Fearing has always had a weakness for Telecaster-style Fender electrics, and two of his recent acquisitions reveal that ongoing attraction. One is a 1959 Esquire. “It’s fully leather-encased!” he exclaims, beaming like a proud father. “The covering has probably been on the guitar since 1959. The single pickup sounds bold, bright, and killer! The all-leather case smells like cigarettes, like it’s lived in a bar. And then I picked up a ’63 Telecaster Custom that Tom Murphy refinished and relic’d. If you looked at it, you would never know it was a refin. You’d think it was the real thing.”

The chef’s long-term fixation with Eric Clapton, particularly Clapton’s music from his Derek and the Dominos period, has fueled Dean’s acquisition of two Clapton-style Fender Stratocasters. “About a year ago,” he says, “I picked up a Strat from my 1955 birth year that looks like it has lived in a honky-tonk for the last 60-some years. It’s my Brownie! I also picked up a ’56 Strat that is the same month and year, 10/56, as the body of Eric Clapton’s Blackie. Jay Black [formerly of the Fender Custom Shop] re-did it into his vision of the Blackie finish. So, I got a Blackie guitar almost identical to Clapton’s. The fact that I have a guitar from the same month and year as a Strat that sold for $959,500 is mind-blowing!”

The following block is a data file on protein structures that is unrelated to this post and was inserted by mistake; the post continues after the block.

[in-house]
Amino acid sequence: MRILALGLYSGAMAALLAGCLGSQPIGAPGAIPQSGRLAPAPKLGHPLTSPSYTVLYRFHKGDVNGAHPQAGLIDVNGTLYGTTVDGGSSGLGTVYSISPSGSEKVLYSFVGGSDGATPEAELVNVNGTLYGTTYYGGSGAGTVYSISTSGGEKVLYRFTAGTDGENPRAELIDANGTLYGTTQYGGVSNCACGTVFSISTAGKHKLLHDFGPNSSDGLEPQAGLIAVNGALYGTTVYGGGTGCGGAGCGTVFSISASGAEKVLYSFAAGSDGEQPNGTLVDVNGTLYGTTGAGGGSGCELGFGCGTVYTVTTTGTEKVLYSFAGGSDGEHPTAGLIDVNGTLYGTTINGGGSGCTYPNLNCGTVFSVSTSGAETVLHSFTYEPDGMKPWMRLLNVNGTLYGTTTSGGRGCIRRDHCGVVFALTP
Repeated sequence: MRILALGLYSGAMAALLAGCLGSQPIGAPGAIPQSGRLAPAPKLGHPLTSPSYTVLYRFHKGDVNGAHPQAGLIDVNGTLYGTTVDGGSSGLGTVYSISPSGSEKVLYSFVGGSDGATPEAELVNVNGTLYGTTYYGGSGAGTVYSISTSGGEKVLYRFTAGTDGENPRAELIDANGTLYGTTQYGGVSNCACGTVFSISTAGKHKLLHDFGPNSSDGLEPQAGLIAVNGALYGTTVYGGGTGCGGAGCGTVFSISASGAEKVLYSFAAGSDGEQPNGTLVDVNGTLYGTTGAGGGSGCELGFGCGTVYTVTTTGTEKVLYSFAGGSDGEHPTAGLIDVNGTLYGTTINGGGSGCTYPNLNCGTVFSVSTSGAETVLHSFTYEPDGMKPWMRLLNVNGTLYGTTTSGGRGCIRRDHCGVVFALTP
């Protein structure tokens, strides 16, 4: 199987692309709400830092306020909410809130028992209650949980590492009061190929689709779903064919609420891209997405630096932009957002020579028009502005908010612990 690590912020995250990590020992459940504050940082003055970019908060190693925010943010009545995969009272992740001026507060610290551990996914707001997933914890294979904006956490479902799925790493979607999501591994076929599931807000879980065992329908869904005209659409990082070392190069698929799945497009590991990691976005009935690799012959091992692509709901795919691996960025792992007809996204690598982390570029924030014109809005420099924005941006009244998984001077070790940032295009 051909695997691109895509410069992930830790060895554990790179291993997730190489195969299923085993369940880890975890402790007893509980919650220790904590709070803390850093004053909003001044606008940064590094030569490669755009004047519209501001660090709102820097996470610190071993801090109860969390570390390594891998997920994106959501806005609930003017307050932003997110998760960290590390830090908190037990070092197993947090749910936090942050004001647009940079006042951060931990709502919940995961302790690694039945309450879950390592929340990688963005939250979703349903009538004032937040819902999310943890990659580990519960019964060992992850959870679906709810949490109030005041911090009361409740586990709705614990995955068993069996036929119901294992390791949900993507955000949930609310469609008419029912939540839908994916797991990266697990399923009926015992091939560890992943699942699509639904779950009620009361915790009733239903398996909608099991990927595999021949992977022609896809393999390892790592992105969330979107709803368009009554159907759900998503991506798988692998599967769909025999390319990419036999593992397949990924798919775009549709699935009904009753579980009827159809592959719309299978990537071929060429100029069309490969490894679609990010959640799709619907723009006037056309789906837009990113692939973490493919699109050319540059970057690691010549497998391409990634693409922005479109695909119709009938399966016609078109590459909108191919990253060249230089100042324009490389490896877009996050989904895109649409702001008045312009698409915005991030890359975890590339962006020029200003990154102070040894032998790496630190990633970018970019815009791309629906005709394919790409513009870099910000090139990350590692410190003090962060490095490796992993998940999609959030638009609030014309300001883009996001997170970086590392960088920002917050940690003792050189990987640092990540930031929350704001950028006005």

The latest additions to Fearing’s acoustic arsenal include a 1939 rosewood Recording King Ray Whitley model made by Gibson for Montgomery Wards, a 1941 one-owner Martin 000-18, and a sunburst 1941 Martin D-18. But Fearing’s most special recent acquisition is a find that was also his personal “Holy Grail”— a 1935 Martin D-28, the same year and model as the Martin played by Clarence White that now belongs to Tony Rice. “I call the guitar Neutron because the Pulitzer Prize in 1935 was for the discovery of neutrons…”

This is an excerpt from the all-new MARCH/APRIL 2016 issue of Guitar Aficionado magazine. For this story and more photos, plus features on Billy Gibbons in Cuba, six decades of Gretsch guitars on display in Nashville, Ash guitarist Tim Wheeler, and our annual Motoring section featuring stories on the latest motorcycles and the vintage guitar and car collections of author Jonathan Kellerman, pick up the new issue of Guitar Aficionado at your newsstand, or online by clicking anywhere in this text.